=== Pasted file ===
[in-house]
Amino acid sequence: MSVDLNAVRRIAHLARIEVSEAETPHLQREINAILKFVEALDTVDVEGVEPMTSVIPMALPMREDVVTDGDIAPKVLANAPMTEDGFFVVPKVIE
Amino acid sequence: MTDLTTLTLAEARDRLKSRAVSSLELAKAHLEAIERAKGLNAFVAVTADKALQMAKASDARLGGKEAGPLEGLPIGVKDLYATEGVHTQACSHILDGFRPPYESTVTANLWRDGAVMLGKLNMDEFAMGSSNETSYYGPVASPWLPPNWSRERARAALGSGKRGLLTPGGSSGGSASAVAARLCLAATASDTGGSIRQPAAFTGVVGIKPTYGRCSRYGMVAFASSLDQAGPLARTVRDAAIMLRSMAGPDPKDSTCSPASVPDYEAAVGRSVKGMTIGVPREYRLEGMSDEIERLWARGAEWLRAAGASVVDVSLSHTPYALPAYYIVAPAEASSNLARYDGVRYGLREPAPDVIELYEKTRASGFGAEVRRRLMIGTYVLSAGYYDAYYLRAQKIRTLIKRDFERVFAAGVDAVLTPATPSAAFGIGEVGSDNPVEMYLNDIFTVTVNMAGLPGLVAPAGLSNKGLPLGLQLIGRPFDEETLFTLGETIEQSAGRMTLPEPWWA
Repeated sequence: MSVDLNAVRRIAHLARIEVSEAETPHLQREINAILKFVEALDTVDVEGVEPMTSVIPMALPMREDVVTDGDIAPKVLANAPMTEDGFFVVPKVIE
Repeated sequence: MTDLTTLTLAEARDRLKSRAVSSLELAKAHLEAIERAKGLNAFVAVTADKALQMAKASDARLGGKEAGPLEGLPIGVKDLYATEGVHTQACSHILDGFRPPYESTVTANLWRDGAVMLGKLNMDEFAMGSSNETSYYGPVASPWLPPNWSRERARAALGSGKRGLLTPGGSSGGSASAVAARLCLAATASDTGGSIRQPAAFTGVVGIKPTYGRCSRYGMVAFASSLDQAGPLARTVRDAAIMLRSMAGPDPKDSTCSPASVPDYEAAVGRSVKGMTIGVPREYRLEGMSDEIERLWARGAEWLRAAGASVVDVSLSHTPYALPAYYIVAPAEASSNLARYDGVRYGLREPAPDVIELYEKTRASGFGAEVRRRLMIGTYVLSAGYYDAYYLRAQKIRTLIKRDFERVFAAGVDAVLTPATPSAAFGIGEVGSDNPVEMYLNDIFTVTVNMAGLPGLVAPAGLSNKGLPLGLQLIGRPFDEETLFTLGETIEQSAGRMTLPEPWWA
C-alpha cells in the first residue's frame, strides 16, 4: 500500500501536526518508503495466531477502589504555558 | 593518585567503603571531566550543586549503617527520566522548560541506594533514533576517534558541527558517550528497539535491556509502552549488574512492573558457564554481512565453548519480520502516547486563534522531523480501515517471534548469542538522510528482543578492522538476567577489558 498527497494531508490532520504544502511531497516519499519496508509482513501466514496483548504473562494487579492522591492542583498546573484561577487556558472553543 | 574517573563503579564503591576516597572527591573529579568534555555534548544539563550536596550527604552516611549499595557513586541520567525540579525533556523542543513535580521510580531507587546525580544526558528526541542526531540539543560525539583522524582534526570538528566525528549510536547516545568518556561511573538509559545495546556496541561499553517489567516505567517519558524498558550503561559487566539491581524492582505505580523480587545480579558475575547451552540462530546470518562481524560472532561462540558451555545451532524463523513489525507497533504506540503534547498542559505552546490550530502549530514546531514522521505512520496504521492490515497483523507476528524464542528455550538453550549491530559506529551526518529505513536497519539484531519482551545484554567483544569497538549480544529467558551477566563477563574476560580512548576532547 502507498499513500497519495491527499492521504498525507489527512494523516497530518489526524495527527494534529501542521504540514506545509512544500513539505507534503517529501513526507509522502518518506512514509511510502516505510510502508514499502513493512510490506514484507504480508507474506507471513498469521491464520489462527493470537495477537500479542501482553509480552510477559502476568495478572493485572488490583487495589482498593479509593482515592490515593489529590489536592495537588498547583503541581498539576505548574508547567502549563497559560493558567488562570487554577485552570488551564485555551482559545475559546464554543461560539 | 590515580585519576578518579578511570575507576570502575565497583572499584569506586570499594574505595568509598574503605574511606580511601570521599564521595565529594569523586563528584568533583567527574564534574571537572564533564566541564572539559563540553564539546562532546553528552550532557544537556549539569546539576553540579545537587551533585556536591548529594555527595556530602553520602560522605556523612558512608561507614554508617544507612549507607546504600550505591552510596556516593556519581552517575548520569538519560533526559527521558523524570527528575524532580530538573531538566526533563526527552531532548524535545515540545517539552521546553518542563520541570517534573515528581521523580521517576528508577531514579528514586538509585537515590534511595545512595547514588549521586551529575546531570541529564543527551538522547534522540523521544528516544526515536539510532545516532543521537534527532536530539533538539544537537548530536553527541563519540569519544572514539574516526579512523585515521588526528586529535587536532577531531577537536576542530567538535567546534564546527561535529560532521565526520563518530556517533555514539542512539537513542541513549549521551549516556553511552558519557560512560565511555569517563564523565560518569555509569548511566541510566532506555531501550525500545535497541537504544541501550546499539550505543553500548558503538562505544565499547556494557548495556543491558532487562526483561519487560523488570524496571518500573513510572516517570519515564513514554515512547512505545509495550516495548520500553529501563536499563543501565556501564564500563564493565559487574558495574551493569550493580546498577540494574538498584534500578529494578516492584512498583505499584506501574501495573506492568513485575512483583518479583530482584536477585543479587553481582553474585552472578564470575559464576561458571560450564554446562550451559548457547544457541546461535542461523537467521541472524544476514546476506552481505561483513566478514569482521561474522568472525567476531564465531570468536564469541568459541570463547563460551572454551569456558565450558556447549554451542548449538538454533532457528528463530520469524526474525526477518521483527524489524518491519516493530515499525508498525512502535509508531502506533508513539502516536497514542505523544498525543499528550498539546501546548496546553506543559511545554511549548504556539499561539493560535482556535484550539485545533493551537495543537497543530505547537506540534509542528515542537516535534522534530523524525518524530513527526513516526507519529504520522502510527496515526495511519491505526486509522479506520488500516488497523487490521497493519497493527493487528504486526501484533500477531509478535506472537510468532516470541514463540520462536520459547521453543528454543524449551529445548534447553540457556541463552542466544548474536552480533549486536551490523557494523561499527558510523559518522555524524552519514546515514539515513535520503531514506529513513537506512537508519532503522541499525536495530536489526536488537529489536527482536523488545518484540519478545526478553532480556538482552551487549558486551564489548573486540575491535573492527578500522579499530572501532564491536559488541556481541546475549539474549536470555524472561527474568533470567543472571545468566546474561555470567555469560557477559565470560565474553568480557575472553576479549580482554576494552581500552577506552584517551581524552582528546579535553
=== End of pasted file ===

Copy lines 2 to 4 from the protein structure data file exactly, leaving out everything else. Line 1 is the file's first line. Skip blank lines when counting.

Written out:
Amino acid sequence: MSVDLNAVRRIAHLARIEVSEAETPHLQREINAILKFVEALDTVDVEGVEPMTSVIPMALPMREDVVTDGDIAPKVLANAPMTEDGFFVVPKVIE
Amino acid sequence: MTDLTTLTLAEARDRLKSRAVSSLELAKAHLEAIERAKGLNAFVAVTADKALQMAKASDARLGGKEAGPLEGLPIGVKDLYATEGVHTQACSHILDGFRPPYESTVTANLWRDGAVMLGKLNMDEFAMGSSNETSYYGPVASPWLPPNWSRERARAALGSGKRGLLTPGGSSGGSASAVAARLCLAATASDTGGSIRQPAAFTGVVGIKPTYGRCSRYGMVAFASSLDQAGPLARTVRDAAIMLRSMAGPDPKDSTCSPASVPDYEAAVGRSVKGMTIGVPREYRLEGMSDEIERLWARGAEWLRAAGASVVDVSLSHTPYALPAYYIVAPAEASSNLARYDGVRYGLREPAPDVIELYEKTRASGFGAEVRRRLMIGTYVLSAGYYDAYYLRAQKIRTLIKRDFERVFAAGVDAVLTPATPSAAFGIGEVGSDNPVEMYLNDIFTVTVNMAGLPGLVAPAGLSNKGLPLGLQLIGRPFDEETLFTLGETIEQSAGRMTLPEPWWA
Repeated sequence: MSVDLNAVRRIAHLARIEVSEAETPHLQREINAILKFVEALDTVDVEGVEPMTSVIPMALPMREDVVTDGDIAPKVLANAPMTEDGFFVVPKVIE